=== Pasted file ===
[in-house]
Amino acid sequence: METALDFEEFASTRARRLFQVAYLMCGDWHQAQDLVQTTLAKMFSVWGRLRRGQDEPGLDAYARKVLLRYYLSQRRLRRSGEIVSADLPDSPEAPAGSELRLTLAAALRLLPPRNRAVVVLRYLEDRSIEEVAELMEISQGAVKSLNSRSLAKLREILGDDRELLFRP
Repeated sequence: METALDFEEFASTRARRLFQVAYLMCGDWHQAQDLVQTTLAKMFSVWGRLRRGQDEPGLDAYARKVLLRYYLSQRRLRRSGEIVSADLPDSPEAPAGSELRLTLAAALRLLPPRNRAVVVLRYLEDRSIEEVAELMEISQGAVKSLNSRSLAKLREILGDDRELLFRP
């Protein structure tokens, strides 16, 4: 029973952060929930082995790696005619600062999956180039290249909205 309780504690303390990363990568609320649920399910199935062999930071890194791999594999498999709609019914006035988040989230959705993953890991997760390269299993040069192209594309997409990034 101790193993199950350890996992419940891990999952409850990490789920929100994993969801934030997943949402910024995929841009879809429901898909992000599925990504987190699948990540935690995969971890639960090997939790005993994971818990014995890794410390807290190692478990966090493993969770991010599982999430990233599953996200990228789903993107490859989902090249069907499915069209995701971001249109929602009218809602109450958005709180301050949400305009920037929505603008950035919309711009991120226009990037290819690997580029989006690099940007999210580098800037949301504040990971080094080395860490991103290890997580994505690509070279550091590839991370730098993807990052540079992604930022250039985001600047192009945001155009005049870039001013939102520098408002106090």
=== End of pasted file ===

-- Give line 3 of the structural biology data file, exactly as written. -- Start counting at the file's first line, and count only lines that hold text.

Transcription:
Repeated sequence: METALDFEEFASTRARRLFQVAYLMCGDWHQAQDLVQTTLAKMFSVWGRLRRGQDEPGLDAYARKVLLRYYLSQRRLRRSGEIVSADLPDSPEAPAGSELRLTLAAALRLLPPRNRAVVVLRYLEDRSIEEVAELMEISQGAVKSLNSRSLAKLREILGDDRELLFRP